COLOR PURPLE

COLOR PURPLE

Tunnel Loop

Tunnel Loop

It was the year AD 975 when the word ‘purple’ first appeared in the English language. Purple is a range of hues of color occurring between red and blue. In additive light combinations it occurs by mixing the primary colors red and blue in varying proportions. It is a secondary color because two colors (blue and red) make up this color.

Kristan's Shoes

Kristan’s Shoes

In color theory, a ‘purple’ is defined as any non-spectral color between violet and red (excluding violet and red themselves).The spectral colors violet and indigo are not purples according to color theory but they are purples according to common English usage since they are between red and blue.

Color wheel

Color wheel

In art, purple is the color on the color wheel between magenta and violet and its tints and shades.

 

 

Royalty

Royalty

The color purple’s ties to kings and queens date back to ancient world, where it was prized for its bold hues and often reserved for the upper crust. The Persian king Cyrus adopted a purple tunic as his royal uniform, and some Roman emperors forbid their citizens from wearing purple clothing under penalty of death. Purple was especially revered in the Byzantine Empire. Its rulers wore flowing purple robes and signed their edicts in purple ink, and their children were described as being “born in the purple.”

The reason for purple’s regal reputation comes down to a simple case of supply and demand. For centuries, the purple dye trade was centered in the ancient Phoenician city of Tyre in modern day Lebanon. The Phoenicians’ “Tyrian purple” came from a species of sea snail now known as Bolinus brandaris, and it was so exceedingly rare that it became worth its weight in gold. To harvest it, dye-makers had to crack open the snail’s shell, extract a purple-producing mucus and expose it to sunlight for a precise amount of time. It took as many as 250,000 mollusks to yield just one ounce of usable dye, but the result was a vibrant and long-lasting shade of purple.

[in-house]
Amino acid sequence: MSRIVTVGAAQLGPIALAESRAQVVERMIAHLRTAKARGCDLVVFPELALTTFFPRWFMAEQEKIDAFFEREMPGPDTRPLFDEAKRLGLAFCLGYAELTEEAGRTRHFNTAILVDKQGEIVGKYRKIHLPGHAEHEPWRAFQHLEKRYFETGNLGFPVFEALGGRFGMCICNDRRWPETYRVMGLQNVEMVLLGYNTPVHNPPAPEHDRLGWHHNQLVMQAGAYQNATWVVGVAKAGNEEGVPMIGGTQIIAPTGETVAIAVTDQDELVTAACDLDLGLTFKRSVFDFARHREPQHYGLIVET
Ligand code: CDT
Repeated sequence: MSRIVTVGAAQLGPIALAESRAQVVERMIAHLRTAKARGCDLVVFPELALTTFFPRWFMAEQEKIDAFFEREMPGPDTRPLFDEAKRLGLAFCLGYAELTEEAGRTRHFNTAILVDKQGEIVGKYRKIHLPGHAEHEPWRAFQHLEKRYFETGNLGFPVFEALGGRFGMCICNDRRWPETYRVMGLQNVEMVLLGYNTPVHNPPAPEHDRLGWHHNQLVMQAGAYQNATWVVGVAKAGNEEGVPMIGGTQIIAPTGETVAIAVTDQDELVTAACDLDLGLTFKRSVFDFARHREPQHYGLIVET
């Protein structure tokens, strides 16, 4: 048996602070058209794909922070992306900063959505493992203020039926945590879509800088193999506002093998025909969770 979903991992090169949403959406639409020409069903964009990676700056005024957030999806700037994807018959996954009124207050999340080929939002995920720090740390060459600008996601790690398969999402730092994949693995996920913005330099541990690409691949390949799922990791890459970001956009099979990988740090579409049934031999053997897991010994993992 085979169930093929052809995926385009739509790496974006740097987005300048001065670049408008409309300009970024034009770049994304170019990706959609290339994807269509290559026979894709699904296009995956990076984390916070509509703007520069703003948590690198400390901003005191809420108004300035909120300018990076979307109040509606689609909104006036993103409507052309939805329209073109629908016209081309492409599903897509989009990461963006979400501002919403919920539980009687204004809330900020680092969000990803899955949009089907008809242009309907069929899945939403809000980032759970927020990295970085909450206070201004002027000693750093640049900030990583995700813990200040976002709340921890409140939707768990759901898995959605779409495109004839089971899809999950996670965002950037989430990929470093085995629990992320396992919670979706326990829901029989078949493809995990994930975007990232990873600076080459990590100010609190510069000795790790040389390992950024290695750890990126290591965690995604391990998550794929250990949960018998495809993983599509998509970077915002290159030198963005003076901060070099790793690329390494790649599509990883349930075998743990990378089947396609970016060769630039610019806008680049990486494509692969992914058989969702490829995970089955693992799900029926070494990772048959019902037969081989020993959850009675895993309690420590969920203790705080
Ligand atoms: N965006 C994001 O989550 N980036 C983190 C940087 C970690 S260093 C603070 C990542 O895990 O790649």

Happy combo colors

Happy combo colors

Clothes made from the dye were exorbitantly expensive—a pound of purple wool cost more than most people earned in a year—so they naturally became the calling card of the rich and powerful. It also didn’t hurt that Tyrian purple was said to resemble the color of clotted blood—a shade that supposedly carried divine connotations. The royal class’ purple monopoly finally waned after the fall of the Byzantine empire in the 15th century, but the color didn’t become more widely available until the 1850s, when the first synthetic dyes hit the market.

Lucite allows light to pass through

This Z-chair made in Lucite allows light to pass through creating value varieties

One interesting psychophysical feature of purple and violet that can be used to separate them is their appearance with increasing light intensity. As the intensity increases, violet appears to take on a far more blue hue as a result of what is known as the Bezold-Brücke shift. The same increase in blueness is not noted in purples.

Lüscher says about violet, The mentally mature will normally prefer one of the basic colors rather than violet. Basic being red, blue and yellow. The mentally and emotionally immature on the other hand, may prefer violet. He goes on to say, in the case of 1600 pre-adolescent school children, 75% preferred violet. Statistics embracing Iranians, Africans and Brazilian Indians showed a marked preference for this color as compared with Euro-Caucasians.

Benjamin Moore colors

Benjamin Moore colors